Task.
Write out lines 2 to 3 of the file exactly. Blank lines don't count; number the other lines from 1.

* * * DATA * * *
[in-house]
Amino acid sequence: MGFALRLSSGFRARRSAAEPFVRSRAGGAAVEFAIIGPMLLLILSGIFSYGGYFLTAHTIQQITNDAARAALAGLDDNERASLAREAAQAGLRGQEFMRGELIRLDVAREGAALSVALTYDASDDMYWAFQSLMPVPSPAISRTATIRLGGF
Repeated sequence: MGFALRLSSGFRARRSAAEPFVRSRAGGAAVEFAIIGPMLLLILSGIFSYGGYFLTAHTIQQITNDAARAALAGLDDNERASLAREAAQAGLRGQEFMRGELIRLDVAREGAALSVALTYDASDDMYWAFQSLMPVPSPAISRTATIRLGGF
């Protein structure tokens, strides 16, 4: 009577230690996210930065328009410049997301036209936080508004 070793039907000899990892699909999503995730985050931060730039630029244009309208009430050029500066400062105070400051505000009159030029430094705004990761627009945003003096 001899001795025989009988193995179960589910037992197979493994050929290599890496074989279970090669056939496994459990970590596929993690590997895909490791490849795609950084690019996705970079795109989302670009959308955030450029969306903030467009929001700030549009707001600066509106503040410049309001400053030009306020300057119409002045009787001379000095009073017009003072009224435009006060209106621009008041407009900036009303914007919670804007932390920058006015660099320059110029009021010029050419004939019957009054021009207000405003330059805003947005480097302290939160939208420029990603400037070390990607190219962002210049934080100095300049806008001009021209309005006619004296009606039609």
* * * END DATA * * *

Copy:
Amino acid sequence: MGFALRLSSGFRARRSAAEPFVRSRAGGAAVEFAIIGPMLLLILSGIFSYGGYFLTAHTIQQITNDAARAALAGLDDNERASLAREAAQAGLRGQEFMRGELIRLDVAREGAALSVALTYDASDDMYWAFQSLMPVPSPAISRTATIRLGGF
Repeated sequence: MGFALRLSSGFRARRSAAEPFVRSRAGGAAVEFAIIGPMLLLILSGIFSYGGYFLTAHTIQQITNDAARAALAGLDDNERASLAREAAQAGLRGQEFMRGELIRLDVAREGAALSVALTYDASDDMYWAFQSLMPVPSPAISRTATIRLGGF